Peyto Lake was named after Bill Peyto, an early trail guide and trapper in the Banff area. The area around the lake is thick with forest, which you'll have to walk through to get to the best viewpoint at Bow Summit.

You can visit many of these Alberta spots year-round, though I think the best times to visit are in the summer and early autumn, when the lakes are unfrozen and you can see all those beautiful blues.

Come visit us in the wither sometime. If you can make it in the beginning of fall, before the snow is too heavy, you can skate out onto the lakes and see the frozen bubbles that get trapped in the ice and those hot springs in the snow are basically magical.

Make sure check the sunrise time and to try to arrive 30 minutes to an hour before. If you're driving north or south along the Icefields Parkway, you'll see a sign for Bow Lake, it's about 38km north of Lake Louise. There are two pull-offs for the lake, if you're heading north take the second road, if you're heading south take the first. The short gravel road takes you down to the Simpson's Num-Ti-Jah Lodge where there is public parking for those looking to walk along the shore of the lake.

Bow Lake, 34 kilometers north of Lake Louise, lies below the Crowfoot Glacier (shaped like a crow's foot and clearly visible from the road) and Bow Glacier. The lake's still and clear waters mirror the towering, snow-covered peaks of the continental divide. These glaciers form part of the great Waputik Icefield. There are lovely walks along the lake to a waterfall at the foot of the Bow Glacier (half a day) or to Helen Lake and Catherine Lake at the Dolomite Pass to the east (whole day).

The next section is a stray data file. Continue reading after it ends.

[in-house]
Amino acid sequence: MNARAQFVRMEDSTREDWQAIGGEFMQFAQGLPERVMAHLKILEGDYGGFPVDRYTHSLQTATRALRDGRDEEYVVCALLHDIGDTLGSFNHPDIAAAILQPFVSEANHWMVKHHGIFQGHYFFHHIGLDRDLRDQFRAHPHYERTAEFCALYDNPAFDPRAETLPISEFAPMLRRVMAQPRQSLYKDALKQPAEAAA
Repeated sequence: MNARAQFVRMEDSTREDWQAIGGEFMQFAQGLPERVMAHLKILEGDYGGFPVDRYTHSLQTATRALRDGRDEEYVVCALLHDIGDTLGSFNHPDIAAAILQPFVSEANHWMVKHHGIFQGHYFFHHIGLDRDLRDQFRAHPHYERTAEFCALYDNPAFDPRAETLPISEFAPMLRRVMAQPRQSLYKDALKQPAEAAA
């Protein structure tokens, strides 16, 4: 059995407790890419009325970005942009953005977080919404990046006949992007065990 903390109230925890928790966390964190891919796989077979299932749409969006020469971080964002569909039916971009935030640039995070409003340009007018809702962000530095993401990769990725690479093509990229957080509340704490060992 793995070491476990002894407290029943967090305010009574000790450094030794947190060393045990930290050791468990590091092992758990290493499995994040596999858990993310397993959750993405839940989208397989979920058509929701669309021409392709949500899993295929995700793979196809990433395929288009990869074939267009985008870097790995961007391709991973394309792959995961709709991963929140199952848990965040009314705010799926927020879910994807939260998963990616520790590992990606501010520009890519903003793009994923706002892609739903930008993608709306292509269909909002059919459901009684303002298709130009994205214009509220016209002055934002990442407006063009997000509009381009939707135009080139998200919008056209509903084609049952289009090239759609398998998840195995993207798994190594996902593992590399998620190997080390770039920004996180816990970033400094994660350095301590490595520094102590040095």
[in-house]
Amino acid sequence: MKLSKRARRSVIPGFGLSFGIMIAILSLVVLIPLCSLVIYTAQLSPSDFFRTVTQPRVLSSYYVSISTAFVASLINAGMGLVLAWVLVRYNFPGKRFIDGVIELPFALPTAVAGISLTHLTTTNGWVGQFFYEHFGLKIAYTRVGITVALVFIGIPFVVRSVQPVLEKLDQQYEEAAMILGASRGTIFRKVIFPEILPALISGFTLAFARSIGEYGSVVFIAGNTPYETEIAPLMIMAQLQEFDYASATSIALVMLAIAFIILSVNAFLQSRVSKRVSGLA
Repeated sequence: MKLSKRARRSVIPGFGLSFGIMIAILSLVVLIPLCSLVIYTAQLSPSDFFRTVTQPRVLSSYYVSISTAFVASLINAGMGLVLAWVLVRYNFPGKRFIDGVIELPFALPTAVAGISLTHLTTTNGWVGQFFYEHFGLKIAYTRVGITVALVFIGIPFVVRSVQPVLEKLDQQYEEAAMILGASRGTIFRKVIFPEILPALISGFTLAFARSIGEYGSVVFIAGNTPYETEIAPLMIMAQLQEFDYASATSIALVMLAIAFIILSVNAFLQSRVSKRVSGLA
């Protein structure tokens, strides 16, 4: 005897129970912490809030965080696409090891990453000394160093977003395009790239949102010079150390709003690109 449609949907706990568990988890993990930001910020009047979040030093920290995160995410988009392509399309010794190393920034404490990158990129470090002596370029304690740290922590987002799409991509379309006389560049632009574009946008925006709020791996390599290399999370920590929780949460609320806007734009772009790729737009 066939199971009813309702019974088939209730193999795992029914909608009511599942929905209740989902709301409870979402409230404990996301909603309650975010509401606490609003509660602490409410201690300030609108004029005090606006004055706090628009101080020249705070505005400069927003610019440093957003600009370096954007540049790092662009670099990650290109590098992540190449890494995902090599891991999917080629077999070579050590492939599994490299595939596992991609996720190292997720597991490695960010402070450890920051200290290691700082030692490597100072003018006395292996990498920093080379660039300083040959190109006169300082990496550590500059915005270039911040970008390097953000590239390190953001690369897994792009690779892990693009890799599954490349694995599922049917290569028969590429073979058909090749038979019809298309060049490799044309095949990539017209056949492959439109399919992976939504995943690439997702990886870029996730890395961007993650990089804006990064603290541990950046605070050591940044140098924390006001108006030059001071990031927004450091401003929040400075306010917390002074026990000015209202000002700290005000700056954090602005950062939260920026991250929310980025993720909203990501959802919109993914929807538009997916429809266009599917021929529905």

Byron Harmon, 1924. Spectacular and iconic photograph of the lake with a teepee and man in the foreground. In 1924, to celebrate his 20th year of photographing in the Canadian Rockies, Harmon hiked, filmed and photographed the country along the Continental Divide to the Columbia Icefield. Hand colored photograph on paper. 9 3/4 x 15 5/8", in early gilt and board mats. Glued on the edges but not on the verso. Unsigned as far as we can see. Photograph in very good condition, top mat age discolored.[with] Harmon's photographs in a set of 12 Postcards from Lake Louise in the Rockies, Canada issued by Canadian Pacific Railway. Banff, Alberta, Canada. Seven sepia split back postcards reproductions of photographs taken by Byron Harmon along the line of the Canadian Pacific Highway, bound in a booklet with green paper cover with gold lettering. Each card perforated at left edge with standard postcard backing. Each 3 1/2 by 5 inches intact. Very good condition. Item #27400

The most popular glacier-fed lake, Peyto Lake, is also the most visited and photographed lake in the Canadian Rockies. During the summer, significant amounts of glacial rock flour flow into the lake, and these suspended rock particles give the lake a bright, turquoise colour. The lake is best seen from Bow Summit, which is 2,088 metres (6,800 feet) above sea level. Bow Summit is the highest point on the drive from Banff to Jasper and is the highest elevation crossed by a public road in Canada.

Bow Lake is the headwaters of the Bow River that runs south through the city of Calgary and onto the Oldman River, ultimately to Hudson Bay. The lake lines the Icefields Parkway and makes a perfect place to stop and view the Crowfoot Glacier (shaped like a crow's foot), Wapta Icefield, Bow Glacier, Crowfoot Mountain and Mount Thompson. 041b061a72